1. Brand

WD-40 Company relies on brand awareness among consumers. The brand is, in my opinion, also the main moat for this business. I think nearly everyone knows what WD-40 Multi-Use is and the majority of households will own one of more cans of it. A survey in 1993 already revealed that WD-40 products could be found in 4 out of 5 households in the United States. Apparently, people are willing to pay a slightly higher price for a WD-40 product instead of another competing product (with potentially a lower level of quality).

2. Product quality

This one is related to ‘Brand’, as I believe that the brand awareness is so high because the product has some many use cases and is very reliable. Therefore, it makes sense for a household to always have a can within reach. Whether it is a squeaky door hinge, a freezing lock, or dirt in your car’s paintwork – WD-40 will do the job.

All in all, WD-40 Company’s market position depends on product quality, future product innovation, and brand awareness among customers. The business could be disrupted if a more superior product enters the market, but this has not yet happened since the secret formula was founded nearly 70 years ago. Besides, if a competitor would want to build a new brand, it would require a lot of time and money. Thus, despite the simple nature of WD-40 Company’s business, I think it will be protected by its moats in the foreseeable future.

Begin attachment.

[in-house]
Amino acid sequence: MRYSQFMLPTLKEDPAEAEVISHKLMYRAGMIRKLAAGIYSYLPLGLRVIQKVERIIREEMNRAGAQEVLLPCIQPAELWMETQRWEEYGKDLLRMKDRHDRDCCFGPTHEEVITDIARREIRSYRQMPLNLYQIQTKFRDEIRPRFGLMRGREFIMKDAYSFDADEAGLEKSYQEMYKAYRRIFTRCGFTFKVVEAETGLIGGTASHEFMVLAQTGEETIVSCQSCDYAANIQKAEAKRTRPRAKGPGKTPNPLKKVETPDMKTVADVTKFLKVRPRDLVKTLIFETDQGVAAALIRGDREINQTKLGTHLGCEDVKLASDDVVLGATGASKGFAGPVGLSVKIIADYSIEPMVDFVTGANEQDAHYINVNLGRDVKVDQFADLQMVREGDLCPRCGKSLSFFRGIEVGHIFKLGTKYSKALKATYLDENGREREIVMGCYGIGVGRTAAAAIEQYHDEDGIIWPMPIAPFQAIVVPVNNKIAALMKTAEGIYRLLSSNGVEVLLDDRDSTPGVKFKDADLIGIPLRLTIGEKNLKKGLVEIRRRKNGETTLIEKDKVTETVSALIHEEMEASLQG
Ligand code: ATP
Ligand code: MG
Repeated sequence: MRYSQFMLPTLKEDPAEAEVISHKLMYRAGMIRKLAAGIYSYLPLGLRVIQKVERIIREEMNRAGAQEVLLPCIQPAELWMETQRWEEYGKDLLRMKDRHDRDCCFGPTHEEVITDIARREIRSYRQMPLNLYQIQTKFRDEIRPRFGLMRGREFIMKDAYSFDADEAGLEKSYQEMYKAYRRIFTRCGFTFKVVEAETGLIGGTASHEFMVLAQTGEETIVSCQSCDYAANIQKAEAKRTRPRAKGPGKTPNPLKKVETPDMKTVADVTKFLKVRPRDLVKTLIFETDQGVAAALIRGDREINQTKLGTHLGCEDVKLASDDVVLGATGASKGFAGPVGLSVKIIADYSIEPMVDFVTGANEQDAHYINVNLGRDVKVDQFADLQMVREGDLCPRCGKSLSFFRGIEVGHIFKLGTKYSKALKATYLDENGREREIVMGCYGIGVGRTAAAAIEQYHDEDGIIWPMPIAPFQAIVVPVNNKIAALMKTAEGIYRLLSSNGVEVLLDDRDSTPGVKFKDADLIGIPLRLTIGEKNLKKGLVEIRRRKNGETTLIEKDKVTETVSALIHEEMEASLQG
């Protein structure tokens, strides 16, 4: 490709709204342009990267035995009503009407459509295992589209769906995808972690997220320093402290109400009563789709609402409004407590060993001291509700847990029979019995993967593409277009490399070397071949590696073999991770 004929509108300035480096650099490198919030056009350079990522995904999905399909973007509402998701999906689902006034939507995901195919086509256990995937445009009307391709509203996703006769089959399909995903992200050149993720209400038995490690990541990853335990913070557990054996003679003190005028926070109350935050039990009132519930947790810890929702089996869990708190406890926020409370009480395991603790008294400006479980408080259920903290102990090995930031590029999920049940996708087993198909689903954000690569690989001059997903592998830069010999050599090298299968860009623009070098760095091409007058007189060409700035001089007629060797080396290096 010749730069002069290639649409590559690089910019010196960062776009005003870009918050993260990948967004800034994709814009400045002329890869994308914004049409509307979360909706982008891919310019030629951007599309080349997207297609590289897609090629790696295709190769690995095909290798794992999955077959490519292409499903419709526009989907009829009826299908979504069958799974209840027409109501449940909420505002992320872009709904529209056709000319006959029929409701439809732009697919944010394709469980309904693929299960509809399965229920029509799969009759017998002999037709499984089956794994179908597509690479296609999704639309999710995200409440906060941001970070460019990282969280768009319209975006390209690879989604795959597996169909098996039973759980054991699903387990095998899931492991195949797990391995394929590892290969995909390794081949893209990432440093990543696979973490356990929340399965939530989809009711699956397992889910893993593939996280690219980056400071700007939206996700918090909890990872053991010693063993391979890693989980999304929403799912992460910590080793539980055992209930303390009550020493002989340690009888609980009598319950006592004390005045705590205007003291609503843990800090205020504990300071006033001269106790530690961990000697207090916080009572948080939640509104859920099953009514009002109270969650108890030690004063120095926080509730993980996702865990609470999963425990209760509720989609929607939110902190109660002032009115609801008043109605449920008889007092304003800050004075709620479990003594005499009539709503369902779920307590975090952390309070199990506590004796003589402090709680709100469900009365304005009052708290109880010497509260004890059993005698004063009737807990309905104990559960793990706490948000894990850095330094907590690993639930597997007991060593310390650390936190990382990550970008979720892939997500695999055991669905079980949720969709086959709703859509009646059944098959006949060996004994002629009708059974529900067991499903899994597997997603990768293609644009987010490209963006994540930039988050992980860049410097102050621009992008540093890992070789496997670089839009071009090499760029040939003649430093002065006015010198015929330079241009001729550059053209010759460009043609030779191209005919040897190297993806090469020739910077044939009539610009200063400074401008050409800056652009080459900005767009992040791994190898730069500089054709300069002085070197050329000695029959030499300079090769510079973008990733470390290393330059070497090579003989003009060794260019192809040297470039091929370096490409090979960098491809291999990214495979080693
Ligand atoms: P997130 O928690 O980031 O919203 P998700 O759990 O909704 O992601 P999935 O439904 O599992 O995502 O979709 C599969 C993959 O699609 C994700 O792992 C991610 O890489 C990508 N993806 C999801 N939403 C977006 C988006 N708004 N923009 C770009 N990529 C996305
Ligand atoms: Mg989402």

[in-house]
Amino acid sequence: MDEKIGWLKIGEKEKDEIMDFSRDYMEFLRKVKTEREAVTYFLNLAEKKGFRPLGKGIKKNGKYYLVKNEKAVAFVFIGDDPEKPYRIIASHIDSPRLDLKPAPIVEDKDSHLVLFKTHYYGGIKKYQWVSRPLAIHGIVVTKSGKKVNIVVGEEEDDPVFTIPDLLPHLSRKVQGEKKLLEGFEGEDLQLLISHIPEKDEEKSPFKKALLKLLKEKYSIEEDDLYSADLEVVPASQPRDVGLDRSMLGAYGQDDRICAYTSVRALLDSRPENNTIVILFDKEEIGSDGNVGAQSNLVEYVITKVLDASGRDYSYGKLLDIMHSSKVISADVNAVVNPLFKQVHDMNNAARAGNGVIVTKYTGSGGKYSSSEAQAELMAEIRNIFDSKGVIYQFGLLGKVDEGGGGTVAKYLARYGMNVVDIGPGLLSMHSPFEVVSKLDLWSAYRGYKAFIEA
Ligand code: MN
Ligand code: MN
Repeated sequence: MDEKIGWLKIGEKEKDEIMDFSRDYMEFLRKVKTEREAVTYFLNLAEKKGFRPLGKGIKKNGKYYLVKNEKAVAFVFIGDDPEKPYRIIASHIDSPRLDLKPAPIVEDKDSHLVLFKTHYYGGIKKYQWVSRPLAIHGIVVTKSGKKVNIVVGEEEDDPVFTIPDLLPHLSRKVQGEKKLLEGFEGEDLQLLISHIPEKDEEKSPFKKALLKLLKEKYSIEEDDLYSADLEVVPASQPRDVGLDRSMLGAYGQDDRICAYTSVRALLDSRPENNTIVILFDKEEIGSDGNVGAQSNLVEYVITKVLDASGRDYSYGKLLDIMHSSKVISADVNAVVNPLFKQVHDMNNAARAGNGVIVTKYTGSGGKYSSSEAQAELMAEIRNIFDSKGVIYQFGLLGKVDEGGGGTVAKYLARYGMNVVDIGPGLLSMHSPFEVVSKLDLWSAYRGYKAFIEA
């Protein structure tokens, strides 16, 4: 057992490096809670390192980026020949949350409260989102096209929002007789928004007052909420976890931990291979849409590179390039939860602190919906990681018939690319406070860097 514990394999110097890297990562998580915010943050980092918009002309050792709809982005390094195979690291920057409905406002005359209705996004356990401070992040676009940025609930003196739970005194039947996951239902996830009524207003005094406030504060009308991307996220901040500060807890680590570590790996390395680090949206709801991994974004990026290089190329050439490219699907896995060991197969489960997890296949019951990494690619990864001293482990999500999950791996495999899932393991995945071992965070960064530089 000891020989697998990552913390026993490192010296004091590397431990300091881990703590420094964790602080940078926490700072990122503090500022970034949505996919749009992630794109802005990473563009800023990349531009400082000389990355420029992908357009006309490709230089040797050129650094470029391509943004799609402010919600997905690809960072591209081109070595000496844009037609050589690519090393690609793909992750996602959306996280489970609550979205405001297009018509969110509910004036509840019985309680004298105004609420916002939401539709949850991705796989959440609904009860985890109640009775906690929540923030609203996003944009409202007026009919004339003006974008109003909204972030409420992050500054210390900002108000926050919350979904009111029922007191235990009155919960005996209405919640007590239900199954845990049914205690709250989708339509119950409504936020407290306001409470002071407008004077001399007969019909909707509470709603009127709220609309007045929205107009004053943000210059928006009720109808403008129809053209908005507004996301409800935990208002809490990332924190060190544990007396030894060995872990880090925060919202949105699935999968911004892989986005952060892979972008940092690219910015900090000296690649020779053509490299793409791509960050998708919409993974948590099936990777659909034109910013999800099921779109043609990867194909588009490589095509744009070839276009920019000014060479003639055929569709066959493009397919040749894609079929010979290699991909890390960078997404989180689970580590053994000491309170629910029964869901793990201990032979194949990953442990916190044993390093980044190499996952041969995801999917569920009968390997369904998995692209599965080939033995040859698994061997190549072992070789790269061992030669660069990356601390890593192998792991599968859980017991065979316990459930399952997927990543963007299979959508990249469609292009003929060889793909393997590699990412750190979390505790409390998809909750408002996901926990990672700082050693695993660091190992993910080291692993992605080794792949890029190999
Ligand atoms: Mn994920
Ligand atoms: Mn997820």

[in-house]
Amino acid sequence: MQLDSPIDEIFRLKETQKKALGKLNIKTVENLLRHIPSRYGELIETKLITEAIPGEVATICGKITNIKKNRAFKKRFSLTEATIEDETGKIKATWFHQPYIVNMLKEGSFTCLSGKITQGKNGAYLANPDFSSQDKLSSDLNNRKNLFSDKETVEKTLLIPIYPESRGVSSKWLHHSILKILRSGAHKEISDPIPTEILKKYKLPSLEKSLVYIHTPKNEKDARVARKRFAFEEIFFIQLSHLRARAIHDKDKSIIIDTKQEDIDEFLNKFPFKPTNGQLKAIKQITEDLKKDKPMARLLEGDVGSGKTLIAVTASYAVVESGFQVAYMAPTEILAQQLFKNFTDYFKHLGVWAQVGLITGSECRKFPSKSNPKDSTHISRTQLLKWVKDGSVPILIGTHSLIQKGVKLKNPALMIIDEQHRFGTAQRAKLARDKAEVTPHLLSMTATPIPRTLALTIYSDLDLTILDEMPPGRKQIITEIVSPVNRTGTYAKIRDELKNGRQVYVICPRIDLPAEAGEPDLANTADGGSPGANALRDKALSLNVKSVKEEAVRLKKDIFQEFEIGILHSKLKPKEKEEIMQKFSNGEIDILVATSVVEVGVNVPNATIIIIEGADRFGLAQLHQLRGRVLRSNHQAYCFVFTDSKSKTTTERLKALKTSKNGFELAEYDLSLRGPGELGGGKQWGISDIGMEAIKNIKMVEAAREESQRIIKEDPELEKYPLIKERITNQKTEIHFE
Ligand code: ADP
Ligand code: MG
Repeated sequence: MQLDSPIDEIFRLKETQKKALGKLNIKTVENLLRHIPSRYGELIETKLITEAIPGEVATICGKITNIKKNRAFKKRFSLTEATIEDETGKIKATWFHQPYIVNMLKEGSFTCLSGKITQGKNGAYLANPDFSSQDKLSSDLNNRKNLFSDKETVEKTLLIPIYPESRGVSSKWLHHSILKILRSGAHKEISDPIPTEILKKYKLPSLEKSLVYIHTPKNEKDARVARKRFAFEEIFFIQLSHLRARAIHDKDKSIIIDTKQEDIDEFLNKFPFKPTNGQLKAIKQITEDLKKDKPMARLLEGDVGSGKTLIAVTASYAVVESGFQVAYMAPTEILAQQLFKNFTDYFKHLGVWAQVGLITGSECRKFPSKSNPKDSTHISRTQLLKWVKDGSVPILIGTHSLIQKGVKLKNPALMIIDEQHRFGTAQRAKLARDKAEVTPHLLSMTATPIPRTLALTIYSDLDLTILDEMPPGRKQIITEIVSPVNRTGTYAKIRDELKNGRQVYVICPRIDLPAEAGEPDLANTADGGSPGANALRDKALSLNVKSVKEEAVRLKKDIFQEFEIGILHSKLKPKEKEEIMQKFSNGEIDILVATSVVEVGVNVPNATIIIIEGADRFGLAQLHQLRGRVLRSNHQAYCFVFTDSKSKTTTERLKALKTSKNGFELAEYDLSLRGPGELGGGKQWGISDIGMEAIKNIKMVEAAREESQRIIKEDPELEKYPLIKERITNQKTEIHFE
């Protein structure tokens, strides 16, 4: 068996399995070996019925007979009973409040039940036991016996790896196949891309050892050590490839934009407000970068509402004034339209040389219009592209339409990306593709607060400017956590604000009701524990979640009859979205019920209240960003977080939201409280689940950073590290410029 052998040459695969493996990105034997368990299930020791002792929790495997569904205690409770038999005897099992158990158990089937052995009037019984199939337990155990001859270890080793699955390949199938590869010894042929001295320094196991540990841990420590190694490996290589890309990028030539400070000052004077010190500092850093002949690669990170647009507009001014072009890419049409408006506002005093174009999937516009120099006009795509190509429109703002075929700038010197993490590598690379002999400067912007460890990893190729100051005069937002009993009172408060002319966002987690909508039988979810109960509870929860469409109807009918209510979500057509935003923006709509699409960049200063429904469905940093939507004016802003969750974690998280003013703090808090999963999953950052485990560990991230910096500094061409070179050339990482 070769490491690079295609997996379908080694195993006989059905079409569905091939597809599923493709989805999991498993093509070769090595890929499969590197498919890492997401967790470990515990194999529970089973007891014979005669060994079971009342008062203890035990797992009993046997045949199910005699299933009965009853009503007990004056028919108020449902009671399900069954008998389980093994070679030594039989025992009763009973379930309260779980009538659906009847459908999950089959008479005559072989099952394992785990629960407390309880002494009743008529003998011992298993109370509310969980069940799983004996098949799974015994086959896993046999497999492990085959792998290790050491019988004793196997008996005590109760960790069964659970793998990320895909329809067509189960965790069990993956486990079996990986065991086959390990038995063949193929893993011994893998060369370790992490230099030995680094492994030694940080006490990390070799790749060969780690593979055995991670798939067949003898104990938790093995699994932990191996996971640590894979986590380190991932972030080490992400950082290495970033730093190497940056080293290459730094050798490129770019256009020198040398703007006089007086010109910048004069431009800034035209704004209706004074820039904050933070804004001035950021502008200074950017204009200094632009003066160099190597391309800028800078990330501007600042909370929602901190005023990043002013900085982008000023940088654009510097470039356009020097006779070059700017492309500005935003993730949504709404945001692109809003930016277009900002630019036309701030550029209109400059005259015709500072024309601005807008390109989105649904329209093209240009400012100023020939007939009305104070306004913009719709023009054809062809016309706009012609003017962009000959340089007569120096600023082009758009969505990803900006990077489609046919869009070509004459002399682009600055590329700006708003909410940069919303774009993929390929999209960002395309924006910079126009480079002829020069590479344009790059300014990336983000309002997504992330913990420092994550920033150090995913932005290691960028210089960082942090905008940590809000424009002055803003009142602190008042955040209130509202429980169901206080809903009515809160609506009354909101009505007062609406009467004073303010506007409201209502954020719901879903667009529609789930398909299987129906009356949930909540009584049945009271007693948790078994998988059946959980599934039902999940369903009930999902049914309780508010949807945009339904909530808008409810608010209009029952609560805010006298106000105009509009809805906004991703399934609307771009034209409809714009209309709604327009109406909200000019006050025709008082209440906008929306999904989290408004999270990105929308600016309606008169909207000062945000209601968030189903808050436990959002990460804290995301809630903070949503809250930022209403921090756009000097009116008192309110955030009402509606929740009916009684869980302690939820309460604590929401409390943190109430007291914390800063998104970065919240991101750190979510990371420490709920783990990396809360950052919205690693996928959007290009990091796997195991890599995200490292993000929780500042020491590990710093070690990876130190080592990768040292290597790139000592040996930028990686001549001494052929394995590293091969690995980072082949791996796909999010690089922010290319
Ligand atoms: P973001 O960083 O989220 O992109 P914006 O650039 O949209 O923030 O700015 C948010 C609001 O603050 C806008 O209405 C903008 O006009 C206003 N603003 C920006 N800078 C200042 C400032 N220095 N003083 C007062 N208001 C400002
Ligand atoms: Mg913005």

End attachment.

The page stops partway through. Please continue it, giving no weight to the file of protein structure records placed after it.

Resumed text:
A great business combined with great financials

Besides WD-40 Company being a great business, the company also has great financials. Let’s take a look at the company’s overall historical performance. Over the last four years, the company managed to generate a steady annual revenue growth of 6.4% on average. However, gross profit and EBITDA have been growing at lower rates. This is because both gross margin and EBITDA margin have been decreasing every year, mainly due to input costs. The company gross margin target is 55.0% which I think they can achieve once commodity prices come down. But, the EBITDA margin is quite far away from the 25.0% company target. One positive note is that they managed to grow EPS with 8.2% annually, due to changes in taxes and share repurchases.







Sales ($ million)







Gross profit ($ million)







Gross margin (%)






EBITDA ($ million)